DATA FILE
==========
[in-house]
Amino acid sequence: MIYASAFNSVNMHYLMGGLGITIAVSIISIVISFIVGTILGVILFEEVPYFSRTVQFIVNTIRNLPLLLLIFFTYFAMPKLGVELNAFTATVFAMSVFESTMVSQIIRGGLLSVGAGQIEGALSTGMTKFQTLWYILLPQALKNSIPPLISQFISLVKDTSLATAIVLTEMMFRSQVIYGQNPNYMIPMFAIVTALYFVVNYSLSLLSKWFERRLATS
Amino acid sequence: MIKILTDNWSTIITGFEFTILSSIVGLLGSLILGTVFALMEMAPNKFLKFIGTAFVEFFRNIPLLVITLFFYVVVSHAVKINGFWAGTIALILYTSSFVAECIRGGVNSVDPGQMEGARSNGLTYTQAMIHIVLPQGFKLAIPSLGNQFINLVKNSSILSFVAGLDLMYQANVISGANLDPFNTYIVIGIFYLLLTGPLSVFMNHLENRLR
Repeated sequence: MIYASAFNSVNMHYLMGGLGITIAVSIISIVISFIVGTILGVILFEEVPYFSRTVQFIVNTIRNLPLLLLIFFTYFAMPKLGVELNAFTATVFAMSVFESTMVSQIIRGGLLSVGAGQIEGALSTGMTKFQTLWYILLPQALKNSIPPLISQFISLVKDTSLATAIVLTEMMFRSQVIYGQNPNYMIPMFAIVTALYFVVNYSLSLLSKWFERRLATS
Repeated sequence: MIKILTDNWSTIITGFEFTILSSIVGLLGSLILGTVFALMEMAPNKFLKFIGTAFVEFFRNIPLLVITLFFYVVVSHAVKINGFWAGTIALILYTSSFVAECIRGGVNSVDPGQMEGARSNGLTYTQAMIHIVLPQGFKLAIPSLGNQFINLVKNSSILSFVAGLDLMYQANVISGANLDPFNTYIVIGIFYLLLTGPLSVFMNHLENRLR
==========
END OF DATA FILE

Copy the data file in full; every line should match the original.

[in-house]
Amino acid sequence: MIYASAFNSVNMHYLMGGLGITIAVSIISIVISFIVGTILGVILFEEVPYFSRTVQFIVNTIRNLPLLLLIFFTYFAMPKLGVELNAFTATVFAMSVFESTMVSQIIRGGLLSVGAGQIEGALSTGMTKFQTLWYILLPQALKNSIPPLISQFISLVKDTSLATAIVLTEMMFRSQVIYGQNPNYMIPMFAIVTALYFVVNYSLSLLSKWFERRLATS
Amino acid sequence: MIKILTDNWSTIITGFEFTILSSIVGLLGSLILGTVFALMEMAPNKFLKFIGTAFVEFFRNIPLLVITLFFYVVVSHAVKINGFWAGTIALILYTSSFVAECIRGGVNSVDPGQMEGARSNGLTYTQAMIHIVLPQGFKLAIPSLGNQFINLVKNSSILSFVAGLDLMYQANVISGANLDPFNTYIVIGIFYLLLTGPLSVFMNHLENRLR
Repeated sequence: MIYASAFNSVNMHYLMGGLGITIAVSIISIVISFIVGTILGVILFEEVPYFSRTVQFIVNTIRNLPLLLLIFFTYFAMPKLGVELNAFTATVFAMSVFESTMVSQIIRGGLLSVGAGQIEGALSTGMTKFQTLWYILLPQALKNSIPPLISQFISLVKDTSLATAIVLTEMMFRSQVIYGQNPNYMIPMFAIVTALYFVVNYSLSLLSKWFERRLATS
Repeated sequence: MIKILTDNWSTIITGFEFTILSSIVGLLGSLILGTVFALMEMAPNKFLKFIGTAFVEFFRNIPLLVITLFFYVVVSHAVKINGFWAGTIALILYTSSFVAECIRGGVNSVDPGQMEGARSNGLTYTQAMIHIVLPQGFKLAIPSLGNQFINLVKNSSILSFVAGLDLMYQANVISGANLDPFNTYIVIGIFYLLLTGPLSVFMNHLENRLR